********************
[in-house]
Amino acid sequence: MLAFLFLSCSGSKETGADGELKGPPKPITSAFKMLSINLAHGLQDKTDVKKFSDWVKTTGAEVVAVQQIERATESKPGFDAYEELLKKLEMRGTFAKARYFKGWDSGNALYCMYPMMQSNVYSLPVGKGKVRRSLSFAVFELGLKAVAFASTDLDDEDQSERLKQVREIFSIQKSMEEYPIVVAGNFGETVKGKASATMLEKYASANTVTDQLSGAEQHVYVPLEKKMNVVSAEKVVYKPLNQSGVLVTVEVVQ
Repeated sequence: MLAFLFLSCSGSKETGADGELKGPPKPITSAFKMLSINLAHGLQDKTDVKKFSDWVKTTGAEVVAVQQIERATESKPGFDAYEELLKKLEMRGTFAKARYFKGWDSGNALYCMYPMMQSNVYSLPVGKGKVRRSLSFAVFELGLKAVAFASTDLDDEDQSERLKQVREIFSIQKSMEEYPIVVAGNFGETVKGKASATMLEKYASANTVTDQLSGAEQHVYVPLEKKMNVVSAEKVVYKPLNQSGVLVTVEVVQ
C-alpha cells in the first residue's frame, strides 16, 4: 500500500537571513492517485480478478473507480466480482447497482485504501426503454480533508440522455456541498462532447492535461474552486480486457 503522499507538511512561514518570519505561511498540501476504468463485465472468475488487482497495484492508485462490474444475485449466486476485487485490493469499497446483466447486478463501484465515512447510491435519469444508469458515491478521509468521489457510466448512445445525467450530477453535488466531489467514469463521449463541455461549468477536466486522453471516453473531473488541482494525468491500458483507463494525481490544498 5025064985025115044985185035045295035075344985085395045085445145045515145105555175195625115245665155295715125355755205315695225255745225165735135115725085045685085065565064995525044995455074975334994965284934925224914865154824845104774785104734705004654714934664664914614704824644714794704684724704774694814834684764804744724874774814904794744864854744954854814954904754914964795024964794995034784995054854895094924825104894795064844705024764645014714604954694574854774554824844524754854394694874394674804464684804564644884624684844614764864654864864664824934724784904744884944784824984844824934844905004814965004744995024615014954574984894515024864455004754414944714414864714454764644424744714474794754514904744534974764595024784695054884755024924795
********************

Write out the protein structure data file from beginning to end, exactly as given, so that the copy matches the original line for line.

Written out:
[in-house]
Amino acid sequence: MLAFLFLSCSGSKETGADGELKGPPKPITSAFKMLSINLAHGLQDKTDVKKFSDWVKTTGAEVVAVQQIERATESKPGFDAYEELLKKLEMRGTFAKARYFKGWDSGNALYCMYPMMQSNVYSLPVGKGKVRRSLSFAVFELGLKAVAFASTDLDDEDQSERLKQVREIFSIQKSMEEYPIVVAGNFGETVKGKASATMLEKYASANTVTDQLSGAEQHVYVPLEKKMNVVSAEKVVYKPLNQSGVLVTVEVVQ
Repeated sequence: MLAFLFLSCSGSKETGADGELKGPPKPITSAFKMLSINLAHGLQDKTDVKKFSDWVKTTGAEVVAVQQIERATESKPGFDAYEELLKKLEMRGTFAKARYFKGWDSGNALYCMYPMMQSNVYSLPVGKGKVRRSLSFAVFELGLKAVAFASTDLDDEDQSERLKQVREIFSIQKSMEEYPIVVAGNFGETVKGKASATMLEKYASANTVTDQLSGAEQHVYVPLEKKMNVVSAEKVVYKPLNQSGVLVTVEVVQ
C-alpha cells in the first residue's frame, strides 16, 4: 500500500537571513492517485480478478473507480466480482447497482485504501426503454480533508440522455456541498462532447492535461474552486480486457 503522499507538511512561514518570519505561511498540501476504468463485465472468475488487482497495484492508485462490474444475485449466486476485487485490493469499497446483466447486478463501484465515512447510491435519469444508469458515491478521509468521489457510466448512445445525467450530477453535488466531489467514469463521449463541455461549468477536466486522453471516453473531473488541482494525468491500458483507463494525481490544498 5025064985025115044985185035045295035075344985085395045085445145045515145105555175195625115245665155295715125355755205315695225255745225165735135115725085045685085065565064995525044995455074975334994965284934925224914865154824845104774785104734705004654714934664664914614704824644714794704684724704774694814834684764804744724874774814904794744864854744954854814954904754914964795024964794995034784995054854895094924825104894795064844705024764645014714604954694574854774554824844524754854394694874394674804464684804564644884624684844614764864654864864664824934724784904744884944784824984844824934844905004814965004744995024615014954574984894515024864455004754414944714414864714454764644424744714474794754514904744534974764595024784695054884755024924795